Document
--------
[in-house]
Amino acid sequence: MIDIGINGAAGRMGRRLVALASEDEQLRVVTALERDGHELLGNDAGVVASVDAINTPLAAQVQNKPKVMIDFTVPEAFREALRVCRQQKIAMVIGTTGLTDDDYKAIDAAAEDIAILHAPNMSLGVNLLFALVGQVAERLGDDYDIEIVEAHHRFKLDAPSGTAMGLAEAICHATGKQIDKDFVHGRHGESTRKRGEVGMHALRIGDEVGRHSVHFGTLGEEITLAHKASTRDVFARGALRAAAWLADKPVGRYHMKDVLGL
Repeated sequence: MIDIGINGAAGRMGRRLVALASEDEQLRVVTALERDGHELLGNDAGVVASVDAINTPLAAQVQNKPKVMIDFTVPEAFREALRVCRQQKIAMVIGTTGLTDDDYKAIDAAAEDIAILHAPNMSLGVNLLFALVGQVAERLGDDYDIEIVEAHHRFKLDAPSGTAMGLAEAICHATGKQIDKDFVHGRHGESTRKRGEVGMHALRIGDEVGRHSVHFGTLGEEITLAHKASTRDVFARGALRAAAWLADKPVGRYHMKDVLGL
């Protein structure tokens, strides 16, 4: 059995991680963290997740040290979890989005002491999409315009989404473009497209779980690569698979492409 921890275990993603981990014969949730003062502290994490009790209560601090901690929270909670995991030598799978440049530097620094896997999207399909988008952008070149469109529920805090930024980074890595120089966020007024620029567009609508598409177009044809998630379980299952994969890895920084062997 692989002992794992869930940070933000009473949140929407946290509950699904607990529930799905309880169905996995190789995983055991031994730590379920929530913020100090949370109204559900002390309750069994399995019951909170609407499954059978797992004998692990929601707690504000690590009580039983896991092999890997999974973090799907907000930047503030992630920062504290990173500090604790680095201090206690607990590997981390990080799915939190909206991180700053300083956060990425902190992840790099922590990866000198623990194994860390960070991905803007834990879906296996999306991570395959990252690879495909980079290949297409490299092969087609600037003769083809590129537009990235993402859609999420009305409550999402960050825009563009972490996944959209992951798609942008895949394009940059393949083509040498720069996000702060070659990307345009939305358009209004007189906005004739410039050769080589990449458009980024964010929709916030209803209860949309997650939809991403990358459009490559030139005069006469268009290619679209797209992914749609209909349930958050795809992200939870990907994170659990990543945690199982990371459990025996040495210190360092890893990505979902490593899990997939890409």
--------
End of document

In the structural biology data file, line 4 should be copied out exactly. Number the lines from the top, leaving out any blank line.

């Protein structure tokens, strides 16, 4: 059995991680963290997740040290979890989005002491999409315009989404473009497209779980690569698979492409 921890275990993603981990014969949730003062502290994490009790209560601090901690929270909670995991030598799978440049530097620094896997999207399909988008952008070149469109529920805090930024980074890595120089966020007024620029567009609508598409177009044809998630379980299952994969890895920084062997 692989002992794992869930940070933000009473949140929407946290509950699904607990529930799905309880169905996995190789995983055991031994730590379920929530913020100090949370109204559900002390309750069994399995019951909170609407499954059978797992004998692990929601707690504000690590009580039983896991092999890997999974973090799907907000930047503030992630920062504290990173500090604790680095201090206690607990590997981390990080799915939190909206991180700053300083956060990425902190992840790099922590990866000198623990194994860390960070991905803007834990879906296996999306991570395959990252690879495909980079290949297409490299092969087609600037003769083809590129537009990235993402859609999420009305409550999402960050825009563009972490996944959209992951798609942008895949394009940059393949083509040498720069996000702060070659990307345009939305358009209004007189906005004739410039050769080589990449458009980024964010929709916030209803209860949309997650939809991403990358459009490559030139005069006469268009290619679209797209992914749609209909349930958050795809992200939870990907994170659990990543945690199982990371459990025996040495210190360092890893990505979902490593899990997939890409």